Sometimes, I would pick up one of his other toys, feigning disinterest in the one he had in his mouth. Of course, Rudy would try to get the one you had, so that he could get back to teasing you. At first, he would drop the one in his mouth and reach for the one in my hand. I would drop my toy and grab the one that he had dropped. That put him in a quandary. Now, he couldn’t tease you. Sometimes, he would try to grab both toys in his mouth at the same time, which almost never worked. It seemed that when he opened his mouth to grab the second toy, the first one fell out.
There were times when I could see Rudy pondering the situation. He saw that I, with my grasping human hands, could hold a toy in one hand while reaching for the second toy in his mouth. He tried to emulate me. Holding one toy in his mouth, he would reach out with his paw for the toy that I held. But without grasping fingers, he couldn’t grab my toy and pull it away from me.
Finally, Rudy figured it out. If we both had a toy, he would drop his toy and hold it on the ground with his foot. Then he could reach and get hold of the toy that I had with his mouth. And, if I tried to reach for the toy under his foot, he would push it back further out of my reach.
After you played these games with Rudy, or paid him special attention in any way, his loving and devoted nature would really show. He would follow you around like, as the saying goes, a little puppy. At first, I had interpreted this obsequious behavior as him looking for even more attention. But I came to realize that he was just happy to have someone like you who would play with him and give him so much attention.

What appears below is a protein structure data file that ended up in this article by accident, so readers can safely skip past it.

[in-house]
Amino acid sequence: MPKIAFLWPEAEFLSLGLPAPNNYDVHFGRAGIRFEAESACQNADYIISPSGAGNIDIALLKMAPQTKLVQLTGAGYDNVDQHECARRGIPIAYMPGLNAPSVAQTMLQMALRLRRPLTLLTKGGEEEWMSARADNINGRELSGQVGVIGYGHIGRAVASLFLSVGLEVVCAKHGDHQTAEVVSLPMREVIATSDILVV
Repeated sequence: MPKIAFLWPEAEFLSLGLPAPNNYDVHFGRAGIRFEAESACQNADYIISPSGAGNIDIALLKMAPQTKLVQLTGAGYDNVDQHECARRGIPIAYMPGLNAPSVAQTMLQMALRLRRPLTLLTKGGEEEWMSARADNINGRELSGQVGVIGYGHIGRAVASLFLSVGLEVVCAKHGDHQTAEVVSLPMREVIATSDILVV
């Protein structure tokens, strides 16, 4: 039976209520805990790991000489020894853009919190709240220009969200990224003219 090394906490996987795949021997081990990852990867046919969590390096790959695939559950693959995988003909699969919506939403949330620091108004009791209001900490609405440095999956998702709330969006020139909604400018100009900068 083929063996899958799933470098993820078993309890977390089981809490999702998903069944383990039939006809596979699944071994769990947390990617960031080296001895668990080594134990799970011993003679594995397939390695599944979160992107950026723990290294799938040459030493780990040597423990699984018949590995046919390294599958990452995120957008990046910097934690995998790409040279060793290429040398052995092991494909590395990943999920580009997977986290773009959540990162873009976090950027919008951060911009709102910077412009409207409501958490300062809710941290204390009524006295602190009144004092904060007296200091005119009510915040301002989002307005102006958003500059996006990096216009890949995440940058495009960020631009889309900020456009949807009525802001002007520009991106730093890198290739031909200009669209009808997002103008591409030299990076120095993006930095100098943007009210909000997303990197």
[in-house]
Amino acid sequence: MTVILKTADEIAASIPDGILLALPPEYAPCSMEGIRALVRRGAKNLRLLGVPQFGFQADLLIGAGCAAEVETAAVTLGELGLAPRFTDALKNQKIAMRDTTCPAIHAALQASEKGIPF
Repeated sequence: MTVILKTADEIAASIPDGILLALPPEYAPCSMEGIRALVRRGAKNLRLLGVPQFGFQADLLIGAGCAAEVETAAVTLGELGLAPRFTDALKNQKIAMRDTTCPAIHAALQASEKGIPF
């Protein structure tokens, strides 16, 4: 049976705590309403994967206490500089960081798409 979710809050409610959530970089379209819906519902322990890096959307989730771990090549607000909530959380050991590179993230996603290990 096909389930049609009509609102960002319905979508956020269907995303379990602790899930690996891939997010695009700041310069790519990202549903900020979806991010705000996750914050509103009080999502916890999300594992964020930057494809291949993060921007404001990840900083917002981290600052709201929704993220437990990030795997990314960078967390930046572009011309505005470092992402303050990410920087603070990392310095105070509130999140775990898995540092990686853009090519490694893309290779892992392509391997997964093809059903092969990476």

The animal shelter had estimated Rudy’s age as around five when we adopted him. We had him for 7, almost 8 years. So he was getting to be around 13-years-old. He had developed a lot of gray fur around his muzzle and he was putting on a little weight. Aren’t we all? And, he now trotted back with the ball after fetching or catching it. No longer running back as he did when he was younger. But other than that, he seemed to be in pretty good health.
Then, last spring, we noticed some sores on Rudy left flank and a couple of lumps around his face. The vet took some biopsies at his next check-up. The news wasn’t good. Rudy was diagnosed with “epitheliotropic lymphoma”, a disease sometimes found in older dogs. The symptoms are ulcerative sores, scaly patches of skin plaque, and lesions around the mouth and eyes. The disease seems to affect mainly the skin with little less impact on the internal organs. The veterinary oncologist gave us the prognosis. Rudy could live for anywhere from 6 more months to 18 months or longer. With epitheliotropic lymphoma, we were told, it wasn’t generally the disease that led to death. Dogs were generally euthanized when the discomfort of their skin condition became too severe.